Atlantic salmon in the Penobscot River in Maine have been in precipitous decline for a century. Stocks fell from tens of thousands in the 19th century to only a few thousand in the 20th, from the end of commercial fishing in 1947 to mandatory catch-and-release in the ‘90s to the eventual end of all fishing in 1999, when the Atlantic salmon became an endangered species. For decades, the population has been supported by hatcheries adding smolts (young salmon) to the river, but populations are still in a rough place. In 2020, 1,439 salmon returned to the Penobscot and 26 to the nearby Machias, nearly all born from hatcheries, and that was a good year. Now, state and federal agencies and the Penobscot Nation are about to try something ambitious and new: they’ll transfer two-year-old smolts from the hatcheries to pens off the coast, where a commercial salmon farm will keep them alive for 18 to 24 months, and then transfer them back to the Penobscot and Machias where a new generation of wild-born fish will hopefully kick-start the rejuvenation.
At the end of January, 1.04 million homes were up for sale in the United States, down 26 percent from a year ago and the lowest number since 1982. Meanwhile, the National Association of Realtors hit 1.45 million members, up 4.8 percent from a year ago. The fact that the number of realtors significantly outnumbers the numbers of actual homes that are, in fact, for sale is owed to several reasons, including low barriers to entry and a weird little economic moment where unemployment is high but also so are home sales. The business is prone to churn, with about 15 percent of NAR membership turning over annually. Realtors with two years of experience or less earned a median of $8,900 in 2019, but those who stick around can see commissions rise, with the median gross income for NAR agents in 2019 hitting $49,700.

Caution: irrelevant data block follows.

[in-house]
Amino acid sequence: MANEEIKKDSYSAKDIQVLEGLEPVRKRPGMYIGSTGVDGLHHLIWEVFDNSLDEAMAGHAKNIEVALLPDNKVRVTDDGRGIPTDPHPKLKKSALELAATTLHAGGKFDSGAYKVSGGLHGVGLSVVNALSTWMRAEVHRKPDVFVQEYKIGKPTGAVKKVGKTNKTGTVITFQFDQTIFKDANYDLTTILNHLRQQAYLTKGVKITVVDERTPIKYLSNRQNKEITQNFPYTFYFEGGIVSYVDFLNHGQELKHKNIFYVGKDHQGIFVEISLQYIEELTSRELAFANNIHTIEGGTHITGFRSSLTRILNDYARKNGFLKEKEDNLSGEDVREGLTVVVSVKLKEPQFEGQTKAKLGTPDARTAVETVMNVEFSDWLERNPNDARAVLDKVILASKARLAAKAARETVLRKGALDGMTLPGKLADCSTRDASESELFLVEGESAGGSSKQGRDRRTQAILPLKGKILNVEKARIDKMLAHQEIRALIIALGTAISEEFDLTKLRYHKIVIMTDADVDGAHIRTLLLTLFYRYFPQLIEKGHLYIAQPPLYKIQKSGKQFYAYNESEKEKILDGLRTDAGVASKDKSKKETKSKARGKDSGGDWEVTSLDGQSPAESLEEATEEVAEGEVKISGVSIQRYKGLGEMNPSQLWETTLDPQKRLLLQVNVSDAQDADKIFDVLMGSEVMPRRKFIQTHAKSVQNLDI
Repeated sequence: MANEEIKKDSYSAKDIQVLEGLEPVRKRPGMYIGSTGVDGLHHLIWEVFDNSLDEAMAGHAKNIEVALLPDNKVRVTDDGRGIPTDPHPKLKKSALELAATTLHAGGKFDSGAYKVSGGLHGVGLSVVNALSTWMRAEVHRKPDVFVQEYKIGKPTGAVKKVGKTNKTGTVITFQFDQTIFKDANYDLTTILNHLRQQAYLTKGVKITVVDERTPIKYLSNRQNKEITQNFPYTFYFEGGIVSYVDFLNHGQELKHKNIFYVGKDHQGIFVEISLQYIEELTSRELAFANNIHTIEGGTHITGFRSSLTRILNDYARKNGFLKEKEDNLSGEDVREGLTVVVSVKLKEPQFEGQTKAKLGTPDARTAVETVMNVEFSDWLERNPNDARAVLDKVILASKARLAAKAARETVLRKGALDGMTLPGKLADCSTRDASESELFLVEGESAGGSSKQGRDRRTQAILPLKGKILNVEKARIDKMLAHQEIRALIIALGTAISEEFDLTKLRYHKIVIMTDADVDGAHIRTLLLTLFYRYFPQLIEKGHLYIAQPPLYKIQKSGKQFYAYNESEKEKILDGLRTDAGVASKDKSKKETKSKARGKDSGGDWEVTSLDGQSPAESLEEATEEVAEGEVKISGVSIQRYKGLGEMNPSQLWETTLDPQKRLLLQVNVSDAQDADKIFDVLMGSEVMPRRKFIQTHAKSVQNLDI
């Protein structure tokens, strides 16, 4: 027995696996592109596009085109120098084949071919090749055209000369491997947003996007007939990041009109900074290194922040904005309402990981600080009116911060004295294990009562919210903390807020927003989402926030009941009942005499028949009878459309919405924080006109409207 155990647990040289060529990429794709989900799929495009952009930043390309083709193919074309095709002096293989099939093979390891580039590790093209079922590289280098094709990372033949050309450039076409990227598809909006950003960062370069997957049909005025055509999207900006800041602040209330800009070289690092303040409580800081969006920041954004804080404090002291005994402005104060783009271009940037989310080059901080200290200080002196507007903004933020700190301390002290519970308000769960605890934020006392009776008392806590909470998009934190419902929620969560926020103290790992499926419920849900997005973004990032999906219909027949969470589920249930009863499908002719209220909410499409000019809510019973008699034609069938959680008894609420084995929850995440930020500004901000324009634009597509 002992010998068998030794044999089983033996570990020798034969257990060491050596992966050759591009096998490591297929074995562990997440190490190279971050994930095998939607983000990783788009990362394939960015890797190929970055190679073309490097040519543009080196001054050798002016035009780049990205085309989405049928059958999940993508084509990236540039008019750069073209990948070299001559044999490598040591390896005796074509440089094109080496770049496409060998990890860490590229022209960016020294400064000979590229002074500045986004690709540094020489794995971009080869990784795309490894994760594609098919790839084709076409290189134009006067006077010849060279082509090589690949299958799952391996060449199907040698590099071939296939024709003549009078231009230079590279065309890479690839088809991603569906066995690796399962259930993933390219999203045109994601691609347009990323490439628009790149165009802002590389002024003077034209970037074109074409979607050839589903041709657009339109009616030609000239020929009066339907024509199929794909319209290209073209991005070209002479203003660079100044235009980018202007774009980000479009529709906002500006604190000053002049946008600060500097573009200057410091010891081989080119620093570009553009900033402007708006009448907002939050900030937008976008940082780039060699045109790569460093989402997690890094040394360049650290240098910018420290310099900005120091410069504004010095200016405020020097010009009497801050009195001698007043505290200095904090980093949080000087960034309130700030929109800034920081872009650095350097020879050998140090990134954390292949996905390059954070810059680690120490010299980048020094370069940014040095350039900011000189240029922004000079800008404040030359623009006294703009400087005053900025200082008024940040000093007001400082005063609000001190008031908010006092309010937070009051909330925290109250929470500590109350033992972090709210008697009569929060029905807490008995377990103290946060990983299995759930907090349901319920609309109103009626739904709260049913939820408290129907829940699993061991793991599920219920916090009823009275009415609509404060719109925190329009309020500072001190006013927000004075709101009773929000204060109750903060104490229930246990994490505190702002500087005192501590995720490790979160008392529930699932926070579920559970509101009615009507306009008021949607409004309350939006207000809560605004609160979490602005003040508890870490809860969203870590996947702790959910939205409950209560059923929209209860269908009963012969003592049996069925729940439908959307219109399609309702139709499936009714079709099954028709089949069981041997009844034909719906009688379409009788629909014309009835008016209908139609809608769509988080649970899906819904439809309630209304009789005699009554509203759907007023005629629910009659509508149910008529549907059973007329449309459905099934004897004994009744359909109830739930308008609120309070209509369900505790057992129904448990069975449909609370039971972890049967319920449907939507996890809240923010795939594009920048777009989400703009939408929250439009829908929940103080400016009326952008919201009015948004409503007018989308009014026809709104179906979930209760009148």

Freight rail is an essential vein of the transportation system in the U.S., moving 57 tons of goods per American each year. It’s also the safest way to move hazardous materials, but freight train derailments are more common than one might think: in 2019, there were 341 reported derailments on main line track, of which 24 were freight trains carrying 159 cars of hazardous materials. The labor unions in the rail industry have been calling this out as a symptom of a degrading safety culture, and warn that it’s only a matter of time before one of those derailments causes catastrophic damages. They cite the adoption of Precision Scheduled Railroading, an efficiency-boosting business approach, as a problem, allocating less time to inspections, running longer trains, deferring maintenance and closing inspection points along routes. For instance, in February 2019, Norfolk Southern announced it would roll out a version of PSR, and now workers that had once inspected 300 cars a day must inspect three to four times that amount.